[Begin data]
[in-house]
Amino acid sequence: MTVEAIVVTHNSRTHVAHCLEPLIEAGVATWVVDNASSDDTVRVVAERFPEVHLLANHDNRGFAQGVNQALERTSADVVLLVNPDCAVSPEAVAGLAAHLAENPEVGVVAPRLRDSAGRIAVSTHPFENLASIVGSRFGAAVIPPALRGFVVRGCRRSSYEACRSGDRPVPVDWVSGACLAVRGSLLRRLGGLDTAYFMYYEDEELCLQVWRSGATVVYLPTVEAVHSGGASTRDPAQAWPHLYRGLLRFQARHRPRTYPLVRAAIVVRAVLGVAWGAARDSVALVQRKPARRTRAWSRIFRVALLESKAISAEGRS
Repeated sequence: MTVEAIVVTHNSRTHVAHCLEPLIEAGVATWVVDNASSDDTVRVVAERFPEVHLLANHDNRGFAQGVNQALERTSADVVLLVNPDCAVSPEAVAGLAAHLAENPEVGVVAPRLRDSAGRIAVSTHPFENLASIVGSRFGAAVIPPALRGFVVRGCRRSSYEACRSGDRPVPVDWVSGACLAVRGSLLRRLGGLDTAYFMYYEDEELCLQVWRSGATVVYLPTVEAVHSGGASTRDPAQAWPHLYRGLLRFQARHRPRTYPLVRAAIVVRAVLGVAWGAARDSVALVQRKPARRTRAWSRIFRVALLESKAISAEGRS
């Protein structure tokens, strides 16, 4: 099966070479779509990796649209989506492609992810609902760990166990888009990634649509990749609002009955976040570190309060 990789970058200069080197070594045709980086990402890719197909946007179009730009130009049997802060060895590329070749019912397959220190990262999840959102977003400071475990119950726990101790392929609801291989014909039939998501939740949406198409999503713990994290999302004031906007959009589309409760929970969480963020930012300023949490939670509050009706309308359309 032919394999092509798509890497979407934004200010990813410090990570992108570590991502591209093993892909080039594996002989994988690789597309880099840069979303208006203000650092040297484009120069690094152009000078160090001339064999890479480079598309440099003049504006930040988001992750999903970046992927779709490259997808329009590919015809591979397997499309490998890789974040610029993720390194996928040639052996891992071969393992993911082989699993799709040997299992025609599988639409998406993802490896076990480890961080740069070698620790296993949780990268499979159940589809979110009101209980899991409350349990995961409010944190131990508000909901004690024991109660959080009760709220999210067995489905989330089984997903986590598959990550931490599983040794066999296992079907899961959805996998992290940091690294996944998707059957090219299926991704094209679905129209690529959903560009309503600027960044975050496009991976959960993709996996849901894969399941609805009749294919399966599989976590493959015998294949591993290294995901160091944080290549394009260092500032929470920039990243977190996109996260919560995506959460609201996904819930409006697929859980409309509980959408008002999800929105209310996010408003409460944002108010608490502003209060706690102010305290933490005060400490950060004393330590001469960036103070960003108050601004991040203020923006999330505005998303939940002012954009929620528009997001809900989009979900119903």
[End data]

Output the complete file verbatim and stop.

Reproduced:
[in-house]
Amino acid sequence: MTVEAIVVTHNSRTHVAHCLEPLIEAGVATWVVDNASSDDTVRVVAERFPEVHLLANHDNRGFAQGVNQALERTSADVVLLVNPDCAVSPEAVAGLAAHLAENPEVGVVAPRLRDSAGRIAVSTHPFENLASIVGSRFGAAVIPPALRGFVVRGCRRSSYEACRSGDRPVPVDWVSGACLAVRGSLLRRLGGLDTAYFMYYEDEELCLQVWRSGATVVYLPTVEAVHSGGASTRDPAQAWPHLYRGLLRFQARHRPRTYPLVRAAIVVRAVLGVAWGAARDSVALVQRKPARRTRAWSRIFRVALLESKAISAEGRS
Repeated sequence: MTVEAIVVTHNSRTHVAHCLEPLIEAGVATWVVDNASSDDTVRVVAERFPEVHLLANHDNRGFAQGVNQALERTSADVVLLVNPDCAVSPEAVAGLAAHLAENPEVGVVAPRLRDSAGRIAVSTHPFENLASIVGSRFGAAVIPPALRGFVVRGCRRSSYEACRSGDRPVPVDWVSGACLAVRGSLLRRLGGLDTAYFMYYEDEELCLQVWRSGATVVYLPTVEAVHSGGASTRDPAQAWPHLYRGLLRFQARHRPRTYPLVRAAIVVRAVLGVAWGAARDSVALVQRKPARRTRAWSRIFRVALLESKAISAEGRS
């Protein structure tokens, strides 16, 4: 099966070479779509990796649209989506492609992810609902760990166990888009990634649509990749609002009955976040570190309060 990789970058200069080197070594045709980086990402890719197909946007179009730009130009049997802060060895590329070749019912397959220190990262999840959102977003400071475990119950726990101790392929609801291989014909039939998501939740949406198409999503713990994290999302004031906007959009589309409760929970969480963020930012300023949490939670509050009706309308359309 032919394999092509798509890497979407934004200010990813410090990570992108570590991502591209093993892909080039594996002989994988690789597309880099840069979303208006203000650092040297484009120069690094152009000078160090001339064999890479480079598309440099003049504006930040988001992750999903970046992927779709490259997808329009590919015809591979397997499309490998890789974040610029993720390194996928040639052996891992071969393992993911082989699993799709040997299992025609599988639409998406993802490896076990480890961080740069070698620790296993949780990268499979159940589809979110009101209980899991409350349990995961409010944190131990508000909901004690024991109660959080009760709220999210067995489905989330089984997903986590598959990550931490599983040794066999296992079907899961959805996998992290940091690294996944998707059957090219299926991704094209679905129209690529959903560009309503600027960044975050496009991976959960993709996996849901894969399941609805009749294919399966599989976590493959015998294949591993290294995901160091944080290549394009260092500032929470920039990243977190996109996260919560995506959460609201996904819930409006697929859980409309509980959408008002999800929105209310996010408003409460944002108010608490502003209060706690102010305290933490005060400490950060004393330590001469960036103070960003108050601004991040203020923006999330505005998303939940002012954009929620528009997001809900989009979900119903």